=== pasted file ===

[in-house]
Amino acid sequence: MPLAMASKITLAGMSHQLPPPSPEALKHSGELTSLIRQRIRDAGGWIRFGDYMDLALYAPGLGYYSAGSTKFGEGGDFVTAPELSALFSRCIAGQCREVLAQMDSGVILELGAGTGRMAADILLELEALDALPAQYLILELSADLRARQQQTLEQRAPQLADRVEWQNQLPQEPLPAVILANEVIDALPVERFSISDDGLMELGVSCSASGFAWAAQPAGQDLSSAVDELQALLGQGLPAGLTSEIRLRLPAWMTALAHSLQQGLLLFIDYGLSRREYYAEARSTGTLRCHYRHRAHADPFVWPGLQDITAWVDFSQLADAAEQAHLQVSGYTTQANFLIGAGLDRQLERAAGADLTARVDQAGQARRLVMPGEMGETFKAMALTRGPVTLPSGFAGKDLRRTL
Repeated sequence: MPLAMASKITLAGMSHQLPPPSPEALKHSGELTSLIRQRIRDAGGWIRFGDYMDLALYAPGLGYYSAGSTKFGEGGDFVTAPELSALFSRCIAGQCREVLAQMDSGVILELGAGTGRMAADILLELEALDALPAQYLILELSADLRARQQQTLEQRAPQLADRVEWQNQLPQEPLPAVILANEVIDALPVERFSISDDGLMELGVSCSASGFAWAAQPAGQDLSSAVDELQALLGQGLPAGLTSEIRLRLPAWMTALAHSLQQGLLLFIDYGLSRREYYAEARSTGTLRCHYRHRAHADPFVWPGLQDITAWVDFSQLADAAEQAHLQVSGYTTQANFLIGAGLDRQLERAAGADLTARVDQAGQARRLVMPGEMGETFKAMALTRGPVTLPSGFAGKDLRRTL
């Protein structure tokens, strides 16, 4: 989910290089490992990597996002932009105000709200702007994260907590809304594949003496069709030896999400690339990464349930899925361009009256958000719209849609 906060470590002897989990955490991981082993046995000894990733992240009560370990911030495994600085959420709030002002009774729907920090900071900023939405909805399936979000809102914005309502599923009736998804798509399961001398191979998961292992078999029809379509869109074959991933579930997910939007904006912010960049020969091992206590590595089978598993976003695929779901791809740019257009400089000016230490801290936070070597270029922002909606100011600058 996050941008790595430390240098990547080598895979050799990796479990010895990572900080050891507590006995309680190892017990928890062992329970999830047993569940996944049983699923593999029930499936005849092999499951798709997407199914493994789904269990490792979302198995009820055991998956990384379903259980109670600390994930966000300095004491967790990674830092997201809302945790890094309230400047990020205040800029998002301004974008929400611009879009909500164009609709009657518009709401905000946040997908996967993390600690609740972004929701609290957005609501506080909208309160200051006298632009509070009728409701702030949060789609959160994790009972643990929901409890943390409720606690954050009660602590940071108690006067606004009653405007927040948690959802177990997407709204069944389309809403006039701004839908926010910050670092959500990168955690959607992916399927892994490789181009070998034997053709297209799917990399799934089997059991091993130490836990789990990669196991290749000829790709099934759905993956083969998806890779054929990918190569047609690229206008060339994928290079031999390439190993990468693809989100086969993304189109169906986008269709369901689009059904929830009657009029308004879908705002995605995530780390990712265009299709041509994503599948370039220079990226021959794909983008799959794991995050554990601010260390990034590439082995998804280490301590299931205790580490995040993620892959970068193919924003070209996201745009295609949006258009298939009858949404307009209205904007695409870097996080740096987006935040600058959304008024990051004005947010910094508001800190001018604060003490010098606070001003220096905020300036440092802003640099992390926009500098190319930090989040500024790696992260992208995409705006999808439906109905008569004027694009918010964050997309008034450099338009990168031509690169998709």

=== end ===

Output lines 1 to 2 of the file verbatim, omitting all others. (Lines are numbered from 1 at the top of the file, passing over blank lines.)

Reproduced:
[in-house]
Amino acid sequence: MPLAMASKITLAGMSHQLPPPSPEALKHSGELTSLIRQRIRDAGGWIRFGDYMDLALYAPGLGYYSAGSTKFGEGGDFVTAPELSALFSRCIAGQCREVLAQMDSGVILELGAGTGRMAADILLELEALDALPAQYLILELSADLRARQQQTLEQRAPQLADRVEWQNQLPQEPLPAVILANEVIDALPVERFSISDDGLMELGVSCSASGFAWAAQPAGQDLSSAVDELQALLGQGLPAGLTSEIRLRLPAWMTALAHSLQQGLLLFIDYGLSRREYYAEARSTGTLRCHYRHRAHADPFVWPGLQDITAWVDFSQLADAAEQAHLQVSGYTTQANFLIGAGLDRQLERAAGADLTARVDQAGQARRLVMPGEMGETFKAMALTRGPVTLPSGFAGKDLRRTL